Linked with The Pagan Experience.
When I was growing up we always took our summer holidays in Cornwall. We would hire a caravan and spend our days exploring the sleepy fishing villages of the Cornish coast. Cornwall itself is a land full of magic, with tales of smugglers coves, piskies and mermaids and in nearly every wood and hedgerow you can almost hear the lingering music of Pan.
I came across this little folk tale in relation to the small fishing village of Polperro. The story is of ‘The Spirit of the Forest’ who is an apparition that comes down from the woods above the village and leaves sweetmeats at the doorsteps of the deserving. This is only said to happen in times of hardship and was last reported during the Second World War. The good fortune is supposed to be increased if you then take the sweetmeats and offer them to the sea or a river.
I have only been able to find one account of this story and it linked it to the folklore of the Green Man – but this sounded very different to me. Although the Green Man is thought to represent the spirit of the forest, I had never heard him described as a apparition, or any fondness for leaving people meat.
The Green Man is a pre–Christian symbol found carved into the wood and stone of pagan temples and graves, of medieval churches and cathedrals, and used as a Victorian architectural motif, across an area stretching from Ireland in the west to Russia in the east. Although commonly perceived as an ancient Celtic symbol, in fact its origins and original meaning are shrouded in mystery. The name dates back only to 1939, when folklorist Lady Raglan drew a connection between the foliate faces in English churches and the Green Man (or “Jack of the Green”) tales of folklore. The evocative name has been widely adopted, but the legitimacy of the connection still remains controversial, with little real evidence to settle the question one way or the other.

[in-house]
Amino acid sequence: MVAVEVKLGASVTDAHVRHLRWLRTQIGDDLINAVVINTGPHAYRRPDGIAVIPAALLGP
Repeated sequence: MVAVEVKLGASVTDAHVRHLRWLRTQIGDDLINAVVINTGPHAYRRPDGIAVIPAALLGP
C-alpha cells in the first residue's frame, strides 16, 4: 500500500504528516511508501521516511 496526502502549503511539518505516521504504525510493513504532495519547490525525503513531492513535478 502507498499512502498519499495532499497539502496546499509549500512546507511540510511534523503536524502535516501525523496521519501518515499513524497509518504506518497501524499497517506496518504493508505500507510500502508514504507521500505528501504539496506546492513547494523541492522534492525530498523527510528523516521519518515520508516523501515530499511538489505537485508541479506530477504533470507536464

The ‘Jack in the Green’ is a figure associated with the new growth of spring, fertility, and May Day celebrations. In a number of English towns the Jack pageant is still re-enacted each year. The Jack in the Green is played by a man in a towering eight–foot–tall costume of leaves, topped by a masked face and a crown made out of flowers. He travels through the streets accompanied by men (and now women) dressed and painted all in green, others dressed and painted entirely black, and children bearing flowers. Morris and clog dancers entertain the crowds while the Jack, a trickster figure (and traditionally lecherous) chases pretty girls and plays the fool. When he reaches a certain place, the Morris dancers wield their wooden swords and strike the leaf man dead. A poem is solemnly recited over his body, and then general merriment breaks out as the crowd plucks Jack’s leaves off for luck. “The killing of a tree spirit,” notes James Frazer in The Golden Bough, “is always associated with a revival or resurrection of him in a more youthful and vigorous form.”
As for ‘the spirit of the forest’ I am visiting Polperro in August so I am going to have an ask around to see of I can find any more about the ‘Spirit of the Forest’ as this is a story that has intrigued me.